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Star-crossed bummer

A saccharine tearjerker can’t escape the clichés



Haley Lu Richardson and Cole Sprouse in “Five Feet Apart”

David Fincher, the dark mind behind such uplifting films as “Seven” and “Fight Club,” once said that over time, every love story becomes a tragedy. In the new romantic weeper “Five Feet Apart,” about two star-crossed teenagers who suffer from cystic fibrosis, time is of the essence and tragedy becomes a matter of inches.

Haley Lu Richardson plays Stella, your typical Gen-Z teenager. She spends her days live-streaming uplifting insights into her daily routine, tinkering with coding apps, and talking about boys with her friends—all from within the confines of her hospital room. Stella suffers from cystic fibrosis (CF), a debilitating genetic disorder resulting in frequent lung infections. Treatment for cystic fibrosis includes a battery of painful surgeries, breathing exercises, and lots of pills. There is no cure.

Stella has taken up residency in the treatment ward along with a handful of other teen “CF-ers” including Poe (Moises Arias) Stella’s resident side-kick, and Will, played by Cole Sprouse—the former child-actor-turned-heartthrob thanks to “Riverdale,” the gritty Archie Comics reboot. Will is the treatment ward’s newest resident. He skulks around sketching and brooding and rubbing Stella the wrong way. Personalities clash, and doomed, undying love ensues.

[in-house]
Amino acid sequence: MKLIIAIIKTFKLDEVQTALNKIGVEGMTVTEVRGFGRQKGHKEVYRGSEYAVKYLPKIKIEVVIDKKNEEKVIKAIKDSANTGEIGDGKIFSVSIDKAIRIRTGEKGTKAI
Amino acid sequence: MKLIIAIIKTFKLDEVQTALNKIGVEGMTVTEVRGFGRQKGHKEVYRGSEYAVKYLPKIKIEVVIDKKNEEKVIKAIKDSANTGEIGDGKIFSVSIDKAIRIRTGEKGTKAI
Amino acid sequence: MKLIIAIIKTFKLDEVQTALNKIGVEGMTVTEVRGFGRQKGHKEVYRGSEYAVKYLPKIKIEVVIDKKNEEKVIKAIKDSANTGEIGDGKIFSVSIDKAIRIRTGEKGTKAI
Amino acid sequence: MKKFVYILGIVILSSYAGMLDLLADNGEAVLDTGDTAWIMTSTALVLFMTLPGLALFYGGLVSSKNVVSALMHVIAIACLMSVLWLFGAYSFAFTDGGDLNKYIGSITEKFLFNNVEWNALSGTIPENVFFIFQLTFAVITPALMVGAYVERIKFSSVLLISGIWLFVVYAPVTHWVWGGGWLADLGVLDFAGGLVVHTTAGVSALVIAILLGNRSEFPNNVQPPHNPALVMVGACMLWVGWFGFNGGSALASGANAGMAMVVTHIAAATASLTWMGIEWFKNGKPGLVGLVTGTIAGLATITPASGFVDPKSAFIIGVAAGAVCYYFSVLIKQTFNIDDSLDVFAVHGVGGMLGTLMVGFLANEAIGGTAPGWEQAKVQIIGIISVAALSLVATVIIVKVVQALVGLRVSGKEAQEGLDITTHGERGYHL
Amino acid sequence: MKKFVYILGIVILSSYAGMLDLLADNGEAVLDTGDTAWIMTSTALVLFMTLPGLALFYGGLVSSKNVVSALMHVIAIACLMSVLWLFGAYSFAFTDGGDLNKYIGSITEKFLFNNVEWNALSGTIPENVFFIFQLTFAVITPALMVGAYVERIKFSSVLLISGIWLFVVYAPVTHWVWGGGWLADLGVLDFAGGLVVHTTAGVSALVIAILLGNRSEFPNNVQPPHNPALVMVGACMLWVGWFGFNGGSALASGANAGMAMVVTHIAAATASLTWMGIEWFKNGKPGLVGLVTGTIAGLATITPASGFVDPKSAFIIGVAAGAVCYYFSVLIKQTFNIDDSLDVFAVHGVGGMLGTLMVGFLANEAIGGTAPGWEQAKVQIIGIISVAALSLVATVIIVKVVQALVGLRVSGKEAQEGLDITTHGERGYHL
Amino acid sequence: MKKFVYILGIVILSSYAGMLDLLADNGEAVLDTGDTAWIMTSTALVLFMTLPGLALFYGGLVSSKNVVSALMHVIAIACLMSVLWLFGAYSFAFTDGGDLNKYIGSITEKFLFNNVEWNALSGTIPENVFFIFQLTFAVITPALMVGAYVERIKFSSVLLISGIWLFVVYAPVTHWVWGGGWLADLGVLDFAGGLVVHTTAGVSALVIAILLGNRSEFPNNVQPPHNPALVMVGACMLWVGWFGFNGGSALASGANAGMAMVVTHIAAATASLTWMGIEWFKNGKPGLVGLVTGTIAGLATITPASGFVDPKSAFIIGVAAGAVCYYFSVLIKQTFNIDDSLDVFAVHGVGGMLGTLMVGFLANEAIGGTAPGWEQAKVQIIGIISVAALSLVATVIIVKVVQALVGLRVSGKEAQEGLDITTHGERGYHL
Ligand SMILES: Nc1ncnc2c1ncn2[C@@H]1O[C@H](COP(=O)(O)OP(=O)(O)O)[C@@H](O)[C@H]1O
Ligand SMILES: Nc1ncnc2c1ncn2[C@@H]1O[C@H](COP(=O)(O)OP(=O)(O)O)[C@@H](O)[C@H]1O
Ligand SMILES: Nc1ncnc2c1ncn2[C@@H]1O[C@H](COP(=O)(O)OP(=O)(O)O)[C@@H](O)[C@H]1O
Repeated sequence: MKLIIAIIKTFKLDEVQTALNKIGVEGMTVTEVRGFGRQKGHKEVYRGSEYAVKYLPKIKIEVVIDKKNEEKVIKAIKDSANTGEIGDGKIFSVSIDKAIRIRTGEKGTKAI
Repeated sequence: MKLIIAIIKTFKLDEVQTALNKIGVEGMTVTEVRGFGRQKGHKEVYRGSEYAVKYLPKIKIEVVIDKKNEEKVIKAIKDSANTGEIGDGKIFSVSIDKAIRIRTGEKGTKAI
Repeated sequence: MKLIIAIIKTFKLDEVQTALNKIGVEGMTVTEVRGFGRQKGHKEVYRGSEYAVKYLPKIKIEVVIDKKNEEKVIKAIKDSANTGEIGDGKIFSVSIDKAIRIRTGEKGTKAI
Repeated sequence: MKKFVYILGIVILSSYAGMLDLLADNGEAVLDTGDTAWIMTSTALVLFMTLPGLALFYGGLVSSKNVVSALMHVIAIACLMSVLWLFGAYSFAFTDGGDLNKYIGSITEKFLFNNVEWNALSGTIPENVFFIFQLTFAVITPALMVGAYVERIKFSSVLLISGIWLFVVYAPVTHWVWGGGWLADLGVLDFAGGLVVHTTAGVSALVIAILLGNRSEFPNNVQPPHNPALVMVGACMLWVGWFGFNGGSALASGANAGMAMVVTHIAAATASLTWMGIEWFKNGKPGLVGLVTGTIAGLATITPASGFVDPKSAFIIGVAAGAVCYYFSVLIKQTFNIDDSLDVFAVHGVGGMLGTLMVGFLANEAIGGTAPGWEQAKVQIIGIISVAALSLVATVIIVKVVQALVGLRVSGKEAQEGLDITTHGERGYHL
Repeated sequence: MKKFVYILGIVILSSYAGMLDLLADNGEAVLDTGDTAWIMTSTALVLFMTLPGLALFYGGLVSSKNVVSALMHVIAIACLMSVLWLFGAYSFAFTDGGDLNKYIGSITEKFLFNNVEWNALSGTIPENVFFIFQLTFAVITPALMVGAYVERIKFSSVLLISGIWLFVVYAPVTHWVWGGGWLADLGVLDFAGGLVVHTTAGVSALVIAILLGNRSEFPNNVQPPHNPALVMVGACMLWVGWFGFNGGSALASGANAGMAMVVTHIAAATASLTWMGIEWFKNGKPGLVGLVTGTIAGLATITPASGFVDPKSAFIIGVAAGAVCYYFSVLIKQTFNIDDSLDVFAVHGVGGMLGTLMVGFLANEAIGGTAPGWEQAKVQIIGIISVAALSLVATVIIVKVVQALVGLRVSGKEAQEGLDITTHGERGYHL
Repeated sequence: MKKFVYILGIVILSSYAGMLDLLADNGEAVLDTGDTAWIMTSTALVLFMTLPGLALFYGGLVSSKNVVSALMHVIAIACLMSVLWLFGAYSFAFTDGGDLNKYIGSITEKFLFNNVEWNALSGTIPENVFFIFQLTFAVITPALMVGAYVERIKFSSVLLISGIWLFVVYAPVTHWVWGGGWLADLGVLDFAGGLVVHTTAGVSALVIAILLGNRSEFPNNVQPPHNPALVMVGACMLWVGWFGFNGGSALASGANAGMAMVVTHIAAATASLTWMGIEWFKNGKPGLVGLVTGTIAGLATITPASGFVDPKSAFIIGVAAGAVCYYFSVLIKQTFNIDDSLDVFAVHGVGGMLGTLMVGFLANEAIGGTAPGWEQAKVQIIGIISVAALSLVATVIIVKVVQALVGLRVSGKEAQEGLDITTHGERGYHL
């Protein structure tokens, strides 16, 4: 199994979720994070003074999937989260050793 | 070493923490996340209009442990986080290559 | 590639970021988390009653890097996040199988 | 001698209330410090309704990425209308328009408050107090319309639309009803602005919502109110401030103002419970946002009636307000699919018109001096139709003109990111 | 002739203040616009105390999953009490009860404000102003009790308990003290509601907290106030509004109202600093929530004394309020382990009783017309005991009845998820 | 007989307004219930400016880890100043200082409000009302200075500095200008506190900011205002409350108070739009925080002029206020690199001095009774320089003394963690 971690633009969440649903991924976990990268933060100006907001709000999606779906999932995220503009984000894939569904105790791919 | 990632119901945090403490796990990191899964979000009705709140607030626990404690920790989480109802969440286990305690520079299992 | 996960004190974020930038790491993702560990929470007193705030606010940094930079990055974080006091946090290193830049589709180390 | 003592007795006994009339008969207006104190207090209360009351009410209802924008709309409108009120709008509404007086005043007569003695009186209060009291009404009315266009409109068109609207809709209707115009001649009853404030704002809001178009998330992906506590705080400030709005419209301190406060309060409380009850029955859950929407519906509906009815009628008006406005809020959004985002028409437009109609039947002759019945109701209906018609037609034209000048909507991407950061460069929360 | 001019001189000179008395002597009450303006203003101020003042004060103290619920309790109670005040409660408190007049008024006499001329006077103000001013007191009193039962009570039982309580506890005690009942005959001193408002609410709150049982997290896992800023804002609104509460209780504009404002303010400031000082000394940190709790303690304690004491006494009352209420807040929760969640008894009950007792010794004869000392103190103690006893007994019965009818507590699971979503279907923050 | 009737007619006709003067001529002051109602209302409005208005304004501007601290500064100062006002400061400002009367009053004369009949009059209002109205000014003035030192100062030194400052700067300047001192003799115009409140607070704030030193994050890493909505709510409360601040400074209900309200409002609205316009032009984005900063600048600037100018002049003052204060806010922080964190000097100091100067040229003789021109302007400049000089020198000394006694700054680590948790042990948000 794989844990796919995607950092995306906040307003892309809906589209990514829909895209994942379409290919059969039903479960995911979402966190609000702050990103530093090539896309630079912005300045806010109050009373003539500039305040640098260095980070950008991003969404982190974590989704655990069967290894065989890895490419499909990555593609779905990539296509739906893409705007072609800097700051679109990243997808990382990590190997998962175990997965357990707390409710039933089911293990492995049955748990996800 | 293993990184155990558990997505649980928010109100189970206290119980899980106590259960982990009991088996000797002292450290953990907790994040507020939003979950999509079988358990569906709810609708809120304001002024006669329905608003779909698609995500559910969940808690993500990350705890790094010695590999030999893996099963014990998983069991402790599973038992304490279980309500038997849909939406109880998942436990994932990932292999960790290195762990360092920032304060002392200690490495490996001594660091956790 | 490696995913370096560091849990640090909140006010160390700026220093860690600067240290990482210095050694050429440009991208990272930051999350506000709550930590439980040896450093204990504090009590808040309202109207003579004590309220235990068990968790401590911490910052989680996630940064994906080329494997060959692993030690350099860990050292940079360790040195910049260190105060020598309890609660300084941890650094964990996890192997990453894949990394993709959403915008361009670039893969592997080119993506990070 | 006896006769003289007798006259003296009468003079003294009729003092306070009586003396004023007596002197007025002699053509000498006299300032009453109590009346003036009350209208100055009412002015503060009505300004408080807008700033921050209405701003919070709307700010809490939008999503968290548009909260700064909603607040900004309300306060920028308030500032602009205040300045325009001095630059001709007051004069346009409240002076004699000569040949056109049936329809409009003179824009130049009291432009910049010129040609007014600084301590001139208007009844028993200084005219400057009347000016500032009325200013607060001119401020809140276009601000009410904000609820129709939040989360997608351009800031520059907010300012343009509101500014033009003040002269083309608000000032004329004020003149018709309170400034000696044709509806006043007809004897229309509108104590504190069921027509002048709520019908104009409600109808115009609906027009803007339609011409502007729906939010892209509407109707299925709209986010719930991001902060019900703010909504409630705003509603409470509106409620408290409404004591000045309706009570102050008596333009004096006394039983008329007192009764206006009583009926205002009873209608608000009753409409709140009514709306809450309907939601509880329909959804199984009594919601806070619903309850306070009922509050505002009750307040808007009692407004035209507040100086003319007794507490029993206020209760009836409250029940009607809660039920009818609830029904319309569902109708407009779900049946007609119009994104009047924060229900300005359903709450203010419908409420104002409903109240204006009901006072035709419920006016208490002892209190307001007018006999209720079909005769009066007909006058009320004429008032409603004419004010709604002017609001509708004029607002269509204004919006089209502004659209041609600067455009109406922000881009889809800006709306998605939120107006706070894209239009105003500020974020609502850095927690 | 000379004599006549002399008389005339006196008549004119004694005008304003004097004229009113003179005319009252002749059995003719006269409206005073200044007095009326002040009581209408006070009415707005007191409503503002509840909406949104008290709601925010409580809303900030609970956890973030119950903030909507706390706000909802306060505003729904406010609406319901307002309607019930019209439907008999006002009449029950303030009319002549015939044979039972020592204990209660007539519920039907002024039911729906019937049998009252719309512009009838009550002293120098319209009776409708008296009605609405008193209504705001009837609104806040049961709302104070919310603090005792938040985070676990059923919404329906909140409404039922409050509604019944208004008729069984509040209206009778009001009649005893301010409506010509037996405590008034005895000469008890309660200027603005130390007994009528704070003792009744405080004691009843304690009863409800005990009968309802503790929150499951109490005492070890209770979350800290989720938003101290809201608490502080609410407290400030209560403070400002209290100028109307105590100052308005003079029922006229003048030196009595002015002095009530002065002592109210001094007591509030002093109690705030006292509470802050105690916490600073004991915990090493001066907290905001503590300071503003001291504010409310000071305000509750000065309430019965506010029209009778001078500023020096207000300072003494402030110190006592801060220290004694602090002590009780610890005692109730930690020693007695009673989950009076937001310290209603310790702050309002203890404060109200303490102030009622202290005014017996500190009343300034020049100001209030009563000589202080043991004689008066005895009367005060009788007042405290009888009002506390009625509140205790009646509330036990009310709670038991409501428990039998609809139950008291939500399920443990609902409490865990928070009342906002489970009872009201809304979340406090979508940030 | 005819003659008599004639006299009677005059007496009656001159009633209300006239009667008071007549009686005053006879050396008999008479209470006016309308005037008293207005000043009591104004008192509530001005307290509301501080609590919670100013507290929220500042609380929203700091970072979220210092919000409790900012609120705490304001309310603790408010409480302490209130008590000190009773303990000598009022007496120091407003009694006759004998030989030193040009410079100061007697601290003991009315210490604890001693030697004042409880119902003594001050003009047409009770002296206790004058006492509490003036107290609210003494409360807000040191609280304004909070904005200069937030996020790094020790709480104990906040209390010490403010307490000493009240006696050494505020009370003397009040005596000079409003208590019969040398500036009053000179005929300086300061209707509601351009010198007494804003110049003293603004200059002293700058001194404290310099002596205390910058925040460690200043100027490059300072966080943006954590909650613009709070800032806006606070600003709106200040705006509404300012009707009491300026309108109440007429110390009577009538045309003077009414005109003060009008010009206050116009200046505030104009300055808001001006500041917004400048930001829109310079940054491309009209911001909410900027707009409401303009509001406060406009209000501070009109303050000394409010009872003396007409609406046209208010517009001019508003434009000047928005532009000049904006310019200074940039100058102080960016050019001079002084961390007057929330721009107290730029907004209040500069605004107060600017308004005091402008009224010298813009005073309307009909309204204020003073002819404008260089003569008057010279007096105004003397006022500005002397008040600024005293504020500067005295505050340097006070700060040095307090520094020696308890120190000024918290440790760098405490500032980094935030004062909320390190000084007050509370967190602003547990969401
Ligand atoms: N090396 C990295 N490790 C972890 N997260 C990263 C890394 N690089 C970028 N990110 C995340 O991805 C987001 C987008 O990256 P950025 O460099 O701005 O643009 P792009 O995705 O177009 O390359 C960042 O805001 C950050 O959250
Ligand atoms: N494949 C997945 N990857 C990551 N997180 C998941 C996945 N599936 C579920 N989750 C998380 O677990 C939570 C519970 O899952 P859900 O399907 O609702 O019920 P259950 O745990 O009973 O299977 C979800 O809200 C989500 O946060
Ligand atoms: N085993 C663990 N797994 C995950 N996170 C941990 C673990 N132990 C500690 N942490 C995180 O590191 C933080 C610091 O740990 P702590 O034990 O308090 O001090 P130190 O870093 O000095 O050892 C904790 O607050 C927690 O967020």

Moises Arias as Poe has some of the more surprisingly emotional scenes, while ultimately falling into more tragic, albeit contrived, circumstances. The moody, sullen love-interest Sprouse often looks more like a living Edward Gorey character than your typical Hollywood hunk. But it’s Haley Lu Richardson who shoulders the dramatic load in this film, and she shines as Stella. Her range from “The Edge of Seventeen” to “Columbus” to last year’s “Support the Girls” has always been delightful to watch, and “Five Feet Apart” adds a new dimension to her repertoire.

One of the film’s few strengths is in leaning into the gritty, handheld approach more akin to indie dramas than the saccharine gloss frequently deployed in the doomed love story genre—a choice that elevates the film from its more network-serialized drama style. And therein lies the rub with “Five Feet Apart”: It often transcends the expectations of its genre while remaining beholden to the formulaic contrivances of the tear-jerker precepts.

“Five Feet Apart” never quite escapes the trappings of its melodramatic plot. Despite rare moments of genuine feeling and surprise, the film is littered with formulaic hiccups that come standard with the tragic love story. The central relationship between Stella and Will starts off rocky—even over-the-top corny at times—yet it’s a testament to the commitment of Richardson and Sprouse that elevates “Five Feet Apart.”

The movie has its moments of transcendent emotion and heart-wrenching vulnerability. (I won’t lie: the theater got surprisingly dusty a couple times.) Plus, in the lead up to the inevitable glut of CGI-heavy superhero fare summer has become dependent upon, “Five Feet Apart” is quite the compelling alternative.

Sprouse and Richardson are deeply affecting as the doomed couple destined to never truly feel the power of each others touch, lest it kill them. And often the conflict between them is one of frustration from falling in love while never getting to share the intimate connection love affords—not unlike the experience of watching the movie itself. — charles elmore

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